Historic Huntington

Although western Long Island was originally settled by the Dutch migrating from Manhattan Island, the areas farther east were settled by the English who come across the Sound from Connecticut as early as 1640. Land purchases from Huntington’s earliest residents, the Mattinecock Indians, marked the beginning of the town. In 1660, the town was placed under the protection of the colony of Connecticut and from 1662 to 1664 was admitted as part of the colony. In 1664, Huntington along with all of Long Island and Manhattan Island came under complete British control and the jurisdiction of the Duke of York. A copy of the “Duke’s Laws” can still be found in the town’s first volume of court records. The town was incorporated in 1666 by a patent defining Huntington’s territory and boundaries.

Signs of discontentment with British rule first appeared in 1774 in the form of a Declaration of Rights, which challenged British authority to levy taxes without representation.

Following the American Defeat at the Battle of Long Island, the British began their violent and bitter seven-year occupation of Long Island, of which Huntington bore the brunt.

The largest British encampment, Fort Franklin was located at Lloyd’s Neck. The Battle of Fort Franklin continues today to be reenacted by the Huntington Militia on the Caumsett State park grounds.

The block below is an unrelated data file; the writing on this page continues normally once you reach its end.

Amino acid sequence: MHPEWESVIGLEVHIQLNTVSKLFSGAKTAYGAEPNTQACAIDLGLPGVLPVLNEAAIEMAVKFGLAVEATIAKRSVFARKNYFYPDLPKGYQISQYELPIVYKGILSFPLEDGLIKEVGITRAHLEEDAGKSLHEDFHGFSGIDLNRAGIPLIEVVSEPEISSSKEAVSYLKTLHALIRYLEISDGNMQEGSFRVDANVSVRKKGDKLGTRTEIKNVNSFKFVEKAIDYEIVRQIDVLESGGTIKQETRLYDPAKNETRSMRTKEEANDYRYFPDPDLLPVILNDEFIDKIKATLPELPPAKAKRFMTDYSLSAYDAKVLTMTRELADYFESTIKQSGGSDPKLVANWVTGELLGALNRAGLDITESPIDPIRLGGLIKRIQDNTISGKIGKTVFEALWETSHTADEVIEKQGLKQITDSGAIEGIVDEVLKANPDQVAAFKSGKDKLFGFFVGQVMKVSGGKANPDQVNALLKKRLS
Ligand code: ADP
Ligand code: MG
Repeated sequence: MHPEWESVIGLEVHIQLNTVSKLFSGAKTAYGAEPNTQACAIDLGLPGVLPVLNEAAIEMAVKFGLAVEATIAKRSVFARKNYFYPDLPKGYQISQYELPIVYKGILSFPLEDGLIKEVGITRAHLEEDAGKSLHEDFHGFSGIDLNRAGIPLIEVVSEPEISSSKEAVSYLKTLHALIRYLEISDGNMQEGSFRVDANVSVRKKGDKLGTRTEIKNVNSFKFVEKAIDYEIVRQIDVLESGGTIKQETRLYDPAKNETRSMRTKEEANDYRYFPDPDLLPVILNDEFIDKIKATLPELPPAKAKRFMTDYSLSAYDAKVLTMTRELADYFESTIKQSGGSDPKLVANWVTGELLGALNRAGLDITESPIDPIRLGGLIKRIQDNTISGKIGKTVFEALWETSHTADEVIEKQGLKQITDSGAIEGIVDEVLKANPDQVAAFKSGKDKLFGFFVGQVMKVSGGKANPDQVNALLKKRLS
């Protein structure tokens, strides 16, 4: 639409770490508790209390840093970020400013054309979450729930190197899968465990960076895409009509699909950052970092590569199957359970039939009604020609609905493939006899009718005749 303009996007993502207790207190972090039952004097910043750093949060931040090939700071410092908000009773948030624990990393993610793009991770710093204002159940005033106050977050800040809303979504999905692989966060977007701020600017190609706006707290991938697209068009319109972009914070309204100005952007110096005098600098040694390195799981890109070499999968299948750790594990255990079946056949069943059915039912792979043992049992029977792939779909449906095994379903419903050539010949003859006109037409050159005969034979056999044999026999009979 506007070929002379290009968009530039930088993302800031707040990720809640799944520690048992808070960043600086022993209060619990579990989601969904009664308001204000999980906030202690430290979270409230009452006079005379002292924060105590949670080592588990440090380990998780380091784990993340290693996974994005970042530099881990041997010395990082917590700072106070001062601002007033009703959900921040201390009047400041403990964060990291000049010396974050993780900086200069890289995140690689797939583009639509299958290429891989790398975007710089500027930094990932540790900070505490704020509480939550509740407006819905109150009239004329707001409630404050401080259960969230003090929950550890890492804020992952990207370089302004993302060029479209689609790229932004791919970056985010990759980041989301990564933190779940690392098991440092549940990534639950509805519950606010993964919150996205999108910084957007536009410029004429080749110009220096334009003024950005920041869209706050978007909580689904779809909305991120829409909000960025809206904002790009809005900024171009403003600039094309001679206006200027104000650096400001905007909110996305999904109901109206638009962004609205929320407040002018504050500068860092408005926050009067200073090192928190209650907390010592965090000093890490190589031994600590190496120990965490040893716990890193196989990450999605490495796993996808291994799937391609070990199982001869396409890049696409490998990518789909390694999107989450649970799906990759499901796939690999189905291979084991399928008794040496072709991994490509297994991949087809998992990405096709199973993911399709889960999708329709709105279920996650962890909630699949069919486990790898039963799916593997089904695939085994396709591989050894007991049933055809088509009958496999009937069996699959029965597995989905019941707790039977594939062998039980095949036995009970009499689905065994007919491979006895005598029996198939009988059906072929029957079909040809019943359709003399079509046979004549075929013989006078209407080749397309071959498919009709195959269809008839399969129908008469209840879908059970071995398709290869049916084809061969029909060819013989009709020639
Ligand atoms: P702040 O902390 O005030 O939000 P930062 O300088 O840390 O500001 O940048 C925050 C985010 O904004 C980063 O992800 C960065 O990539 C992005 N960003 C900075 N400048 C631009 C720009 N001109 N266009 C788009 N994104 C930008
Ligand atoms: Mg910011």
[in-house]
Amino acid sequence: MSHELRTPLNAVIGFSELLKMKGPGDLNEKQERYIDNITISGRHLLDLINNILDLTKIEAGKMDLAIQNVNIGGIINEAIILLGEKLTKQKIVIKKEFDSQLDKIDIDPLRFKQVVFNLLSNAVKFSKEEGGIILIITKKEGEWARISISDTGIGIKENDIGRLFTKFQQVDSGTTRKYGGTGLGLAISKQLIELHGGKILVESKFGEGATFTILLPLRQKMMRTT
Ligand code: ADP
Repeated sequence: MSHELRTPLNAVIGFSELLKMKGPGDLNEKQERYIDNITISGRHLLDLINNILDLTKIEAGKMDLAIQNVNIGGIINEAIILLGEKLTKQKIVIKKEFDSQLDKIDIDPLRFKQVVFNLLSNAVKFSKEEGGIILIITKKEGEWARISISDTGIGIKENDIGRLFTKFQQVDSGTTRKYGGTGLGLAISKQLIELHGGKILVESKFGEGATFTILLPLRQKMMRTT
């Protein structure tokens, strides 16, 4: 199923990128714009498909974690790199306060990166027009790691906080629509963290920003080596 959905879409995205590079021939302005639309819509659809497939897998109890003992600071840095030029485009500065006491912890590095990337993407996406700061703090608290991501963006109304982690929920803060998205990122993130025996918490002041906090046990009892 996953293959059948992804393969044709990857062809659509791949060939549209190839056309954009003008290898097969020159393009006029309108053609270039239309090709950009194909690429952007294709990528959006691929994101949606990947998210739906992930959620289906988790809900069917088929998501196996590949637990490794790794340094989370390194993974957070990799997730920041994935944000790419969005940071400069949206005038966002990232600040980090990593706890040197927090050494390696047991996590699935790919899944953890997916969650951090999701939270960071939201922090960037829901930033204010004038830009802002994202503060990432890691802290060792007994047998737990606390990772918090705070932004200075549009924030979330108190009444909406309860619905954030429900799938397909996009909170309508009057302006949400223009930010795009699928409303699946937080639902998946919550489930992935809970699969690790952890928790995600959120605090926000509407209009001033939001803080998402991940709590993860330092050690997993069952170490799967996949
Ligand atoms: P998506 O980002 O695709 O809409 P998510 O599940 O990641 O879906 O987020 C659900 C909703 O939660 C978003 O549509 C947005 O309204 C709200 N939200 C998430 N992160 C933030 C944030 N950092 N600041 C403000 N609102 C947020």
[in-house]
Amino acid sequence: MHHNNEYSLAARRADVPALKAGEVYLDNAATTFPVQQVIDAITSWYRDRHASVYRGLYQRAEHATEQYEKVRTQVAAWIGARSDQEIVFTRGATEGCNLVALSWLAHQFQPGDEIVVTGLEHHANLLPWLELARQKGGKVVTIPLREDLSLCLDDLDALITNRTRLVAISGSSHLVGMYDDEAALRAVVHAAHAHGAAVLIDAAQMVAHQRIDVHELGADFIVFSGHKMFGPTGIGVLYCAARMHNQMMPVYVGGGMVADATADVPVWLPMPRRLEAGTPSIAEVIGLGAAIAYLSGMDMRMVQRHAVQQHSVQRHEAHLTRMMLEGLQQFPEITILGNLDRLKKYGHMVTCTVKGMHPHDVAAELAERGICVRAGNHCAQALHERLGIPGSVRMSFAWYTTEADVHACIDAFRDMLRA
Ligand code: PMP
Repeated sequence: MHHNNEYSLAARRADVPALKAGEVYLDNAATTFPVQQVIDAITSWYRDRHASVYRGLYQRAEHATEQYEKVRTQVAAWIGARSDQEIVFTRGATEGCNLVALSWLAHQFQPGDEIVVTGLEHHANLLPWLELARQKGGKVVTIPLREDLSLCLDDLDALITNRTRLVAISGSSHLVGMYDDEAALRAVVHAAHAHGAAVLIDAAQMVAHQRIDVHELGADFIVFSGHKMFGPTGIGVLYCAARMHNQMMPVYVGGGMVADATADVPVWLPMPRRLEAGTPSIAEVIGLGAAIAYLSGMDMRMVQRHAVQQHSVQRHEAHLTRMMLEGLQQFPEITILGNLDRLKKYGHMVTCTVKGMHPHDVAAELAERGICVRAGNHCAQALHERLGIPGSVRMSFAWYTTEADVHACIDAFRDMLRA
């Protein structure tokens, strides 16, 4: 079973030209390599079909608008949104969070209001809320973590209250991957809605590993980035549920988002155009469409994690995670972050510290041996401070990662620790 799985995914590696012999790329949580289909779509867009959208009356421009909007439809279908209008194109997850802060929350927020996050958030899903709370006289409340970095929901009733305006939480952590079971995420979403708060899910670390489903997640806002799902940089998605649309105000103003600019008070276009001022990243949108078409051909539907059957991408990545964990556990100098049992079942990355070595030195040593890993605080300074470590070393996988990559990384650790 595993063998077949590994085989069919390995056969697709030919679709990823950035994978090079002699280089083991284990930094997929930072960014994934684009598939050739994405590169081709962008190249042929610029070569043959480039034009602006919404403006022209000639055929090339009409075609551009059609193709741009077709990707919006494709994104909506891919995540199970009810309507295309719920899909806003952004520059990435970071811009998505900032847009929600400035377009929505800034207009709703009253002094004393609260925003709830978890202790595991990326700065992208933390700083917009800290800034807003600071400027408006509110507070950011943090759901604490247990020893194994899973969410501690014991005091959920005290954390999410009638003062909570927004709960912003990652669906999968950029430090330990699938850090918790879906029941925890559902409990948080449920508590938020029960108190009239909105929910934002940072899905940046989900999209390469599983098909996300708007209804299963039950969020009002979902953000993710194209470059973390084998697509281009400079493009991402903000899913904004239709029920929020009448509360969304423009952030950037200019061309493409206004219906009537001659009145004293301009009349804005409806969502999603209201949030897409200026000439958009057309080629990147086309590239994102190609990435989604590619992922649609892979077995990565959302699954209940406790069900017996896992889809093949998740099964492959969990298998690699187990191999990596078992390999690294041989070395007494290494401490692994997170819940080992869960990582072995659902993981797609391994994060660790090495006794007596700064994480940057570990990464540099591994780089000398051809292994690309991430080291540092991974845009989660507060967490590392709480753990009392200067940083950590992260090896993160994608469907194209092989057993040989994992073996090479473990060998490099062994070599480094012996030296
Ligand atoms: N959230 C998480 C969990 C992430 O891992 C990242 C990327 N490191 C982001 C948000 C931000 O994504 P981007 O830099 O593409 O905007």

A renowned patriot, Captain Nathan Hale landed at Huntington from Connecticut to gather information on British activities for General George Washington. Unfortunately, he was captured and executed, but his brave last words will remain immortal; “I regret that I have but one life to lose for my Country.”

Early residents earned their livelihoods in a wide variety of industries from agriculture to shipbuilding. Fleets of coastal trading ships that called at the town’s harbors achieved shipment of farming produce, timber and other goods from Huntington to other coastal ports. Shipbuilding became a major industry of which Northport became the most productive. In Northport between 1814 and 1884, over one hundred and eighty vessels were built. Cold Spring Harbor became Suffolk County’s second’s largest whaling port which is still remembered today at the Cold Spring Harbor Whaling Museum.

By 1867, the Long Island Railroad connected Huntington with the bustling City of New York thereby making the town no longer